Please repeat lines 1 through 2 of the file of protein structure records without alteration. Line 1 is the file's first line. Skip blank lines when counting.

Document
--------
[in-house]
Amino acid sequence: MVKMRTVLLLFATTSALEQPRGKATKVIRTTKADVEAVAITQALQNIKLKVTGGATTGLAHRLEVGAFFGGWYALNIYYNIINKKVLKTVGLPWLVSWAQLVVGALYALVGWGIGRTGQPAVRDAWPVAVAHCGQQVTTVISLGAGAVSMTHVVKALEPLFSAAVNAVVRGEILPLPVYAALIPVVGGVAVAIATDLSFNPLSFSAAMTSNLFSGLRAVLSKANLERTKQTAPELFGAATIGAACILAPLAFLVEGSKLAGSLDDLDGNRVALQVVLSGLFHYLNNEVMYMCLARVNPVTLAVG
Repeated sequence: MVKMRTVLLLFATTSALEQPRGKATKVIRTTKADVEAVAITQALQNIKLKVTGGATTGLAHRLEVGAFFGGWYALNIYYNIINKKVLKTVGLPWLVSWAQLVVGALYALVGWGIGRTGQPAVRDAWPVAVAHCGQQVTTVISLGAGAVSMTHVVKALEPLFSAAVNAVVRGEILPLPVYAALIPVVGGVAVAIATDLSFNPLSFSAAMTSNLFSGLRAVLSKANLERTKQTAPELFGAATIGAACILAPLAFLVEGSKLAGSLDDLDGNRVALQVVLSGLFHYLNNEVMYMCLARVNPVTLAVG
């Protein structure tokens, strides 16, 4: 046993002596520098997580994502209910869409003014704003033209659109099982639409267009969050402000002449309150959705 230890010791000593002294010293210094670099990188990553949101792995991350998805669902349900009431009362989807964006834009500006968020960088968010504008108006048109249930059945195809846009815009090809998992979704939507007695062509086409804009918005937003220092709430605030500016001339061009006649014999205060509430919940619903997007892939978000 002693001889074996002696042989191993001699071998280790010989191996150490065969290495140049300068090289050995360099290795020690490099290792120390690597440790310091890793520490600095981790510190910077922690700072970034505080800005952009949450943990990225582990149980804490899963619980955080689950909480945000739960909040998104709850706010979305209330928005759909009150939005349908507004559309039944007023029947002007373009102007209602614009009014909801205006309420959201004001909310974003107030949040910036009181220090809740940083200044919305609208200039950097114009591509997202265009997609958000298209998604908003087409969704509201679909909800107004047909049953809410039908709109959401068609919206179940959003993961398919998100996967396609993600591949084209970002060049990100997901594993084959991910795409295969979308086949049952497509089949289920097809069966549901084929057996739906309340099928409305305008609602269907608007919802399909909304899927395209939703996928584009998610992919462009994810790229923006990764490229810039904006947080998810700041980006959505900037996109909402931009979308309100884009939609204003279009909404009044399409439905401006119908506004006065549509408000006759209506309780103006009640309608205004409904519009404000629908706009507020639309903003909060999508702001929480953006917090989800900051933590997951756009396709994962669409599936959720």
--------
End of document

[in-house]
Amino acid sequence: MVKMRTVLLLFATTSALEQPRGKATKVIRTTKADVEAVAITQALQNIKLKVTGGATTGLAHRLEVGAFFGGWYALNIYYNIINKKVLKTVGLPWLVSWAQLVVGALYALVGWGIGRTGQPAVRDAWPVAVAHCGQQVTTVISLGAGAVSMTHVVKALEPLFSAAVNAVVRGEILPLPVYAALIPVVGGVAVAIATDLSFNPLSFSAAMTSNLFSGLRAVLSKANLERTKQTAPELFGAATIGAACILAPLAFLVEGSKLAGSLDDLDGNRVALQVVLSGLFHYLNNEVMYMCLARVNPVTLAVG